Affordable Care Act

How much does Obamacare cost in 2018?

Published on June 20, 2018


2018 data from eHealth shows the average cost of an individual (Obamacare) health insurance plan have increased 123% since 2013. During that same period of time, average monthly  premiums for families increased 174%.
The latest pricing data from eHealth looks at the cost of individual and family health insurance plans bought by people shopping for Obamacare health plans at during the 2018 open enrollment period, as well as reports published from eHealth that look back at individual and family health market prices and deductibles starting in 2008.

Eleven Years of Health Insurance Costs

Average Costs from 2008 through 2018’s Open Enrollment Period1

Individual Plan Premiums
Individual Plan Deductibles
Family Plan Premiums
Family Plan Deductibles
2018 $440 $4,533 $1,168 $5,861
2017 $393 $4,328 $1,021 $8,352
2016 $321 $4,385 $833 $7,983
2015 $286 $4,120 $727 $7,760
2014 $271 $4,164 $667 $7,771
2013 $197 $3,319 $426 $4,230
2012 $190 $3,079 $412 $4,079
2011 $183 $2,935 $414 $3,879
2010 $167 $2,632 $392 $3,531
2009 $161 $2,326 $383 $3,128
2008 $159 $2,084 $369 $2,760


  • Average individual health insurance plan premiums increased 123% between 2008 and 2018
  • Average family health insurance plan premiums increased 174% between 2008 and 2018

The 2018 data is the most recent report published by eHealth as part of it’s “Health Insurance Price Index” series of reports, that have served as the industry’s measuring stick of costs and benefit trends in the self-purchased health insurance market since the Affordable Care Act was fully enacted in 2014. Between 2013 and 2005, eHealth published an yearly “Cost & Benefits” report, that tracked cost and benefit trends in the self-purchased health insurance market.
The previous reports are available online:

Individual Coverage highlights 

  • 2018 Average Individual Premium: $440 for an individual not receiving subsidies
  • 2013 Average Individual Premium: $197 (Major Obamacare provisions became effective in 2014
  • Between 2013 and  2018, average individual premiums increased 123%

Family coverage highlights

  • 2018 Average Family Premium: $1,168 for a family not receiving subsidies
  • 2013 AverageFamily Premium: $426 (Major Obamacare provisions became effective in 2014)
  • Between 2013 and  2018, average family premiums increased 174%

Historical Data on health insurance prices 

Data on premiums for 2014 through 2018 reflect monthly premiums for plans selected by eHealth customers that did  not receive advanced premium tax credits (APTCs or Obamacare subsidies). Obamacare subsidies were not available before 2014.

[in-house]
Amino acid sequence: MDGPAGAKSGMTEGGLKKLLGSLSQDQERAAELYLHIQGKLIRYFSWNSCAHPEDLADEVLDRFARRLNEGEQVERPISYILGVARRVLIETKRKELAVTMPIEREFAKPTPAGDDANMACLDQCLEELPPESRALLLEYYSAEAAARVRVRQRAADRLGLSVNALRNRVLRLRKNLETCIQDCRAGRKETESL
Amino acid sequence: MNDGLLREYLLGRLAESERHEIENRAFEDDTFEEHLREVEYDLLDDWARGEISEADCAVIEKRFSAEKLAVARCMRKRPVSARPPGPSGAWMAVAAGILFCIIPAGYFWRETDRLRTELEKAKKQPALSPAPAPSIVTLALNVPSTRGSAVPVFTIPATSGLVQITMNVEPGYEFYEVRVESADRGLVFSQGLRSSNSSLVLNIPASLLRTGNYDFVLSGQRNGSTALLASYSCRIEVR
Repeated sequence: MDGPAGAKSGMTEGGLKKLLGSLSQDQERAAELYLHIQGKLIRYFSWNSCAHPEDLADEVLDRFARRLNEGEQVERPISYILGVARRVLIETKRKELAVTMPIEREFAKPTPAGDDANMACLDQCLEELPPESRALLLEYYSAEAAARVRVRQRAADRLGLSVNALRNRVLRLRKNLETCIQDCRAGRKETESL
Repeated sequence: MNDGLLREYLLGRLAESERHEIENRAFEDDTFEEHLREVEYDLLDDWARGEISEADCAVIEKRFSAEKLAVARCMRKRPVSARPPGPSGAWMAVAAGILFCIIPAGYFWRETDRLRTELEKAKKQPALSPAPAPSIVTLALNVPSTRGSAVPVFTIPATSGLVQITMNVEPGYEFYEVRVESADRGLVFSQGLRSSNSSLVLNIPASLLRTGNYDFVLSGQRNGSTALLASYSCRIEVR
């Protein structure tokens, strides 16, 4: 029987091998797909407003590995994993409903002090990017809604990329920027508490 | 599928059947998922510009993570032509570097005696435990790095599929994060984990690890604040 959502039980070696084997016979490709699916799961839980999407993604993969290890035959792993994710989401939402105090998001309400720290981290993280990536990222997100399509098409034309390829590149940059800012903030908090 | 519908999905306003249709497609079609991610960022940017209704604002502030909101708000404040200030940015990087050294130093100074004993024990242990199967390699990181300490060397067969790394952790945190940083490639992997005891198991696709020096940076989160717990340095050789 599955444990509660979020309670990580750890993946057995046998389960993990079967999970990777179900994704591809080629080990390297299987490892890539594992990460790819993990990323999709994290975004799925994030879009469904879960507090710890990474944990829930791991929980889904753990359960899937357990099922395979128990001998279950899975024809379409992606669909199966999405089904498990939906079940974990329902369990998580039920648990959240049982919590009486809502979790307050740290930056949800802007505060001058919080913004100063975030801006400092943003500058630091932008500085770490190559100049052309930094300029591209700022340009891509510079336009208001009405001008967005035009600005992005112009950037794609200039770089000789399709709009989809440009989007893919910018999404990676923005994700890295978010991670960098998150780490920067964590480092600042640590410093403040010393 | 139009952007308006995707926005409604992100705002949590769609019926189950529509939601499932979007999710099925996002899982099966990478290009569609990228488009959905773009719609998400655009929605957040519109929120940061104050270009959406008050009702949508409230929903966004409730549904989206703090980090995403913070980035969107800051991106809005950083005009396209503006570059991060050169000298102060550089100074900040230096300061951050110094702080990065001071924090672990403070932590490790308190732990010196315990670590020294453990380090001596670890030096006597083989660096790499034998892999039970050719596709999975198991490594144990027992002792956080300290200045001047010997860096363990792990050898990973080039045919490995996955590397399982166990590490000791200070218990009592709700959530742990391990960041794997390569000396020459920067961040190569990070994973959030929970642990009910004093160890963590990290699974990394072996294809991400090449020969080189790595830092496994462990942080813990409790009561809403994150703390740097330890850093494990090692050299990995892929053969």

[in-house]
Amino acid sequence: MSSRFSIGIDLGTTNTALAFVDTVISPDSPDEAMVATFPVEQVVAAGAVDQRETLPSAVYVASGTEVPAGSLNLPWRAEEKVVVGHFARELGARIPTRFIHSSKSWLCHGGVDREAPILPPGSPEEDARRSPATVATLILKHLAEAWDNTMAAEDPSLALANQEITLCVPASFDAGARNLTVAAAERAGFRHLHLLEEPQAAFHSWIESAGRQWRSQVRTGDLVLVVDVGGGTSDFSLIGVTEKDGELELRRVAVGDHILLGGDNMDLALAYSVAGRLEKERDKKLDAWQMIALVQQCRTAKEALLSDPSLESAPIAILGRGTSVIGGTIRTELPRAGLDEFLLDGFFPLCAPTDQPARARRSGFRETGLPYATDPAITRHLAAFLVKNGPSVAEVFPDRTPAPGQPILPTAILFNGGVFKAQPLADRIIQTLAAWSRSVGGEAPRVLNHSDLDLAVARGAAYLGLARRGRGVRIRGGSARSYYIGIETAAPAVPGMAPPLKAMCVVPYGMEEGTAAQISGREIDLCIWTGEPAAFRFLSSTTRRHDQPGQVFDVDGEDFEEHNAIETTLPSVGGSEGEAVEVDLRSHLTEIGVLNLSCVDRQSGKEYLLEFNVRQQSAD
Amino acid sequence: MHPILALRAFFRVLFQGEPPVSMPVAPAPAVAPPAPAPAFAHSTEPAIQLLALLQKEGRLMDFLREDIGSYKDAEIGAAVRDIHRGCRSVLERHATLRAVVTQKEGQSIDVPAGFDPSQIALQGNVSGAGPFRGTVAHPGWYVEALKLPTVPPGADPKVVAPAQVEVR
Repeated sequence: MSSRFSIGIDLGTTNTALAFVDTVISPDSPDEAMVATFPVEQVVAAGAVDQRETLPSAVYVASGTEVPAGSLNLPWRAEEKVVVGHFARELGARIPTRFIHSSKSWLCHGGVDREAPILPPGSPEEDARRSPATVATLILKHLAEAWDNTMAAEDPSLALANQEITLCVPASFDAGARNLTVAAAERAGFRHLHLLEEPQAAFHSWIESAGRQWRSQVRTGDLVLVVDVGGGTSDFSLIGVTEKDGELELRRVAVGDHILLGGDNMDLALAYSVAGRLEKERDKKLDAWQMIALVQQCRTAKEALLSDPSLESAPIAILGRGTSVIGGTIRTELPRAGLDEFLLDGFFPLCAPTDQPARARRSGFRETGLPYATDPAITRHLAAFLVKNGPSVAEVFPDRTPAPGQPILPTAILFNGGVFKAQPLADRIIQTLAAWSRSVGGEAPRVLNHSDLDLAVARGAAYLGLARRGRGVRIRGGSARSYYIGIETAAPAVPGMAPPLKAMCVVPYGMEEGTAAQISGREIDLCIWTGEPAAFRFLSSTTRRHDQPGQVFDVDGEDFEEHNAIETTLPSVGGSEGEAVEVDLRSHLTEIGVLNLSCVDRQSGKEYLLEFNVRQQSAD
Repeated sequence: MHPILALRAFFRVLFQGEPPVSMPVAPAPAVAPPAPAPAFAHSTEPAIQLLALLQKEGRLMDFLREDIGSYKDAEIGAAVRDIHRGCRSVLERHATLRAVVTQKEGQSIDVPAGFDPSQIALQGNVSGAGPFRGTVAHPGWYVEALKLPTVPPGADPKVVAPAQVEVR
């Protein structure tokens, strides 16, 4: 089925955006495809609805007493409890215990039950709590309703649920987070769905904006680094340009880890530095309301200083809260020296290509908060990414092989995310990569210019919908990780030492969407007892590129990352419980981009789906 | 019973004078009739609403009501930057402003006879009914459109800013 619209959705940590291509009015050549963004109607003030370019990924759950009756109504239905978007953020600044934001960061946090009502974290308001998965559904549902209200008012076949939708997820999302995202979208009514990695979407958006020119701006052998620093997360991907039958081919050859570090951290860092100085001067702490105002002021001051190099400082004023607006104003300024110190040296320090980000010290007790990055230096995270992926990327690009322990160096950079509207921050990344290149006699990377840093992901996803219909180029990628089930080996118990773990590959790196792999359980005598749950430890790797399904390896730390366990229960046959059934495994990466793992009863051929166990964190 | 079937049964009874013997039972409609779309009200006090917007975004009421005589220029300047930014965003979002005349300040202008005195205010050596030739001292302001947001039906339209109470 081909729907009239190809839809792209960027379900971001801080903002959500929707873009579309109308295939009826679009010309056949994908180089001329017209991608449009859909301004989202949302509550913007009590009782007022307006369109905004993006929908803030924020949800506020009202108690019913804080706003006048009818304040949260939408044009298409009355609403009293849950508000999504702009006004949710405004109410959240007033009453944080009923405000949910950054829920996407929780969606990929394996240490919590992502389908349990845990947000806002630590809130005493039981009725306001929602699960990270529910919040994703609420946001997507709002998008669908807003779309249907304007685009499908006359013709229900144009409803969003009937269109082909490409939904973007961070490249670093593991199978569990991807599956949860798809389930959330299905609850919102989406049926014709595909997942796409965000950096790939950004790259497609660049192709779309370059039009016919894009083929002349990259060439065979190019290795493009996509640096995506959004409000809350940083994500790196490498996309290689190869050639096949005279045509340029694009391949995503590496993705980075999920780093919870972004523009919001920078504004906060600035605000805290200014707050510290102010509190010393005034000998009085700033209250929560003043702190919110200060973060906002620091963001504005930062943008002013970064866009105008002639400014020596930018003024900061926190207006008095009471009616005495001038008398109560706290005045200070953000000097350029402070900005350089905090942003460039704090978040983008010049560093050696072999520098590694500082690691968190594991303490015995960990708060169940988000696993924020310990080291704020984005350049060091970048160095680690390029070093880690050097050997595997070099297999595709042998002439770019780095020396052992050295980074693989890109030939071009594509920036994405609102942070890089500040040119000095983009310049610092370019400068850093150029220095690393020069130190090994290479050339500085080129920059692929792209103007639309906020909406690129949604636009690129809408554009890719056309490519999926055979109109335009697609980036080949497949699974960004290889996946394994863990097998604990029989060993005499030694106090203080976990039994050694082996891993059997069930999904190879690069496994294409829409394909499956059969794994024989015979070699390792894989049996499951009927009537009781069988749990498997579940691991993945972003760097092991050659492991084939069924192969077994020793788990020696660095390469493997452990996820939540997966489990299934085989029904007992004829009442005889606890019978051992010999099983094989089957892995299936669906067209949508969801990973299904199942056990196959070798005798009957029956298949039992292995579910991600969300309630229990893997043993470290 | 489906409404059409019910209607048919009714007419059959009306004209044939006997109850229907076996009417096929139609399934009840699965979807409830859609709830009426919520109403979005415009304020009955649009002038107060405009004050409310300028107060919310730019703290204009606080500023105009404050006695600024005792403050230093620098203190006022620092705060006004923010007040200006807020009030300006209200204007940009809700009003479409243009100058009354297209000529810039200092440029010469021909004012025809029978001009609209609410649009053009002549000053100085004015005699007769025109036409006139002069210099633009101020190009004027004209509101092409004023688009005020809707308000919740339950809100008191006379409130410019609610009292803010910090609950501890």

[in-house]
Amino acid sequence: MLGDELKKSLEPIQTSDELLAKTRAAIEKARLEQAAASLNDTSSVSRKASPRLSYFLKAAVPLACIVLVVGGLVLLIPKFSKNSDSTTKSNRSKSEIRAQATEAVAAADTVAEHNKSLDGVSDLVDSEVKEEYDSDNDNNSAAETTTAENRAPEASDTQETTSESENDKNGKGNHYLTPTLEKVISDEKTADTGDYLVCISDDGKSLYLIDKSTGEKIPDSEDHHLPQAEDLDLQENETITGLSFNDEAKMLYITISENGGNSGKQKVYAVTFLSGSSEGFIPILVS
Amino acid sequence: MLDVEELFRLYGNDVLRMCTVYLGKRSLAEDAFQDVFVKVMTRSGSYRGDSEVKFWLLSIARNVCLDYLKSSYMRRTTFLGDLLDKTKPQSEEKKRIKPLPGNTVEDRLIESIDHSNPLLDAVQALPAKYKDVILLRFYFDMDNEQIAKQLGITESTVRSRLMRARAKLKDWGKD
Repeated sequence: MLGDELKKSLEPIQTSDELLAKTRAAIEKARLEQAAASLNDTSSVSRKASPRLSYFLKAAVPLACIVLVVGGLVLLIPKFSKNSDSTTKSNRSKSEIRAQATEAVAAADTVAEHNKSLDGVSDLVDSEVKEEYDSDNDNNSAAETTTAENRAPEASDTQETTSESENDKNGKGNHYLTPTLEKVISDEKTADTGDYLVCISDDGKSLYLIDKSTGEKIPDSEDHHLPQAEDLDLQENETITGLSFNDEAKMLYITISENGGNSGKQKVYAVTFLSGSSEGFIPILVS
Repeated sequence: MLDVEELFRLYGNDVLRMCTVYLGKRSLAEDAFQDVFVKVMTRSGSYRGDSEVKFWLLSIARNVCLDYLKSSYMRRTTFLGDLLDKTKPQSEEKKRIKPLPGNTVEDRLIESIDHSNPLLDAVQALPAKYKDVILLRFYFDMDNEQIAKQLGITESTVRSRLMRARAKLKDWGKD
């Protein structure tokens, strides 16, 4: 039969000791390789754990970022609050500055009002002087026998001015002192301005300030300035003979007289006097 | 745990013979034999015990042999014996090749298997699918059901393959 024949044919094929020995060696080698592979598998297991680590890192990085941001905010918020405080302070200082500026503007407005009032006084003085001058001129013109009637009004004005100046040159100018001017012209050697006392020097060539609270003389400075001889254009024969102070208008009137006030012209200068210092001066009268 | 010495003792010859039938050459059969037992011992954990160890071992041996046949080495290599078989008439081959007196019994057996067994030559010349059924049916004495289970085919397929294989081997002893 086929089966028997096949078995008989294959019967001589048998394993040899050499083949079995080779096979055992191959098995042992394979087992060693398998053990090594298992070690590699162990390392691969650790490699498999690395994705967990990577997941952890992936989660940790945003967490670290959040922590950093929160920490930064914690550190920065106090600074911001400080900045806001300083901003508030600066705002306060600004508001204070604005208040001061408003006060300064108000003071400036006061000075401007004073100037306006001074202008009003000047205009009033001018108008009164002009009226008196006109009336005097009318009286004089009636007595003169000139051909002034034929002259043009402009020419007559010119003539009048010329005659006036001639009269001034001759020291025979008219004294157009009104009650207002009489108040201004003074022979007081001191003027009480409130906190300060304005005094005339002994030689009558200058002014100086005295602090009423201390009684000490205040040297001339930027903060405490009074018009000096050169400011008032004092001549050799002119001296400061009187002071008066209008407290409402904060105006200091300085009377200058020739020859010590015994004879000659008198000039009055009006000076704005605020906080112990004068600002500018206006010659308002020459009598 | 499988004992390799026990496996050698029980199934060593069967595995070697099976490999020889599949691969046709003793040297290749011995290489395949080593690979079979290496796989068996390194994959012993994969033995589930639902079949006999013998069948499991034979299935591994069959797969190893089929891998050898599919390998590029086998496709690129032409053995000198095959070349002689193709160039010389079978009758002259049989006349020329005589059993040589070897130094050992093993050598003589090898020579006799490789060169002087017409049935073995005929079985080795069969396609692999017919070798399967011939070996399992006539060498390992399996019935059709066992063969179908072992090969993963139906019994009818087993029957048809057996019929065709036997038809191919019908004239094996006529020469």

The health insurance plans available through eHealth or selected by eHealth customers differ from year to year. The health insurance plans available prior to 2014  provided a larger variety of benefits and coverage.
For example, many plans sold prior to 2014 did not cover pre-existing medical conditions or maternity care. The Affordable Care Act mandated a comprehensive list of 10 essential benefits, that became mandatory for all major medical health insurance plans in 2014.
Some of these costs increases are a direct result of changes to benefits mandated by the ACA, which are contemplated here in this  2013 eHealth report.
A complete report on the changes in prices year-over year that provides additional insight into shopping trends was published by eHealth on December 20, 2017 and is available at the company’s media center.


About eHealth’s Price Index

eHealth is one of the few organizations with national source health insurance data that broadly reflects consumer buying patterns and purchase prices in the self-purchased individual and family health insurance market. eHealth’s Price Index reports provide insights into the large segment of the individual and family health insurance market which may not qualify for or elect to use government subsidies, and which may shop for coverage through sources other than government-run exchanges.
eHealth’s Price Index 2018 figures are based on thousands of health insurance applications submitted by eHealth shoppers during the 2018 open enrollment period (November 1 and December 15, 2017). These figures do not include data from individual or family health insurance shoppers who have applied for government subsidies or selected subsidy-eligible plans through their state government’s health insurance exchange with the assistance of licensed agents from eHealth. Information from prior years was previously published in other eHealth reports using the methodologies indicated in those reports.
Data presented in eHealth’s report is based solely on rates quoted for health insurance applications selected by consumers through the company’s website in the specified time period. Figures have been rounded to the nearest full dollar or nearest full percentage point. The information provided here does not offer a comprehensive view of costs for all plans available through eHealth, through the market as a whole, or through government exchanges. Certain data may have been excluded. For example, applications missing key data fields relevant for analysis may have been removed from the sample.
12015 and 2014 figures were previously published in eHealth’s March 2015 Health Insurance Price Index Report for the 2015 Open Enrollment Period.
2008-2013 figures were previously published in eHealth’s Cost and Benefits of Individual and Family Health Insurance Plans report from December 2013.

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